As always, a huge thank you to Tracy Morrissette over at the Oregon Employment Department for his great work digging into the detailed data so we can look at core unemployment in Oregon. Thanks Tracy!

Finally in a good news/bad news update, we continue to see a split in labor market outcomes. Low-wage industries suffered the most during the shelter in place phase of the cycle, given the sudden stop nature of the shutdown. It is here that much of the job growth in recent months is taking place. This is good news as those workers are brought back following temporary layoffs. The bad news is that middle-wage sectors are only seeing very modest gains and high-wage sectors are not seeing any growth in recent months. They may not have suffered as much to date, but they’re also not bouncing back. This is a concern and likely speaks to more permanent layoffs in these industries. Keep in mind that job losses of 5% are more severe than Oregon suffered in the 1973, 1990, and 2001 recessions. Further research shows that many of these layoffs in middle- and high-wage sectors appear to be lower-wage workers within those industries. But overall, the slowdown in the September data is very clear in the chart below.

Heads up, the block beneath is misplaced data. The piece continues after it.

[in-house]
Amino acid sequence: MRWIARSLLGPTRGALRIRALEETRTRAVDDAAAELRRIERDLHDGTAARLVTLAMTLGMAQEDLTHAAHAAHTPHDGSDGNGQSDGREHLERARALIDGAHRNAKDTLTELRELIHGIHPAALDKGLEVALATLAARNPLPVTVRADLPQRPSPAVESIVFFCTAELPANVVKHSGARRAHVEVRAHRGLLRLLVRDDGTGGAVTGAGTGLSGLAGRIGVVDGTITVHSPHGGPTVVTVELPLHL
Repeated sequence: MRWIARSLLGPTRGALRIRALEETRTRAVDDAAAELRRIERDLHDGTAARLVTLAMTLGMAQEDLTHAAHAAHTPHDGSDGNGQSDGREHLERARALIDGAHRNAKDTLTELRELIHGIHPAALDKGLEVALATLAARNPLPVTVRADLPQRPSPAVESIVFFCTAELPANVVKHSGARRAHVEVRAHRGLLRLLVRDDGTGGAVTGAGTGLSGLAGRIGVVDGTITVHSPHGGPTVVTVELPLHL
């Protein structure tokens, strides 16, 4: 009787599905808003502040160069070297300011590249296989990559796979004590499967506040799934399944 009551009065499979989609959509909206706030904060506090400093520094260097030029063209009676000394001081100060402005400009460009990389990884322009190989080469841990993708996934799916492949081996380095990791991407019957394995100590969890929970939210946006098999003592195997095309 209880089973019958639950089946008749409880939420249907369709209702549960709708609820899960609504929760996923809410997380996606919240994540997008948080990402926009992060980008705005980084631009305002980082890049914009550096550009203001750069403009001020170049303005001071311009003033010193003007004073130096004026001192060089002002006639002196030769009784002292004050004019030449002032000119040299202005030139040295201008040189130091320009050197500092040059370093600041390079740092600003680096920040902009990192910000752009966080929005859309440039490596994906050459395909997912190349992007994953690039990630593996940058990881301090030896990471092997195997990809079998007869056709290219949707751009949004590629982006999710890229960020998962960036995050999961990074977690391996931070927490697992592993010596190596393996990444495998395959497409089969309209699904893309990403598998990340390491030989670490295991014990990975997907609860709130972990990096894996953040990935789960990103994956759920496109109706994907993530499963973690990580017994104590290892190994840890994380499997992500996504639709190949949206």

All told, Oregon’s economy continues to recover and heal. Employment is up and unemployment is down. The recovery is likely self-sustaining but it is expected to slow in the months ahead. The virus itself and the amount of permanent damage that accumluates will determine the overall strength and duration of the cycle. Stay tuned for more next week on some of the issues related to the gender gap and local governments.

Posted by: Josh Lehner | October 12, 2020

Economic Dynamism in Oregon

The key economic concern today is one of permanent damage. How many firms close and how many permanent layoffs occur? While much of the damage has been temporary to date, it’s that underlying traditional recessionary dynamic that will go a long way to determining how long the recovery takes. And in past severe recession in Oregon, like the early 1980s and the Great Recession, we saw both an increase in closures and a drop in new businesses forming. This prolonged the recovery process as it takes time to replace firms and rebuild the network of employees and supply chains in the broader economy.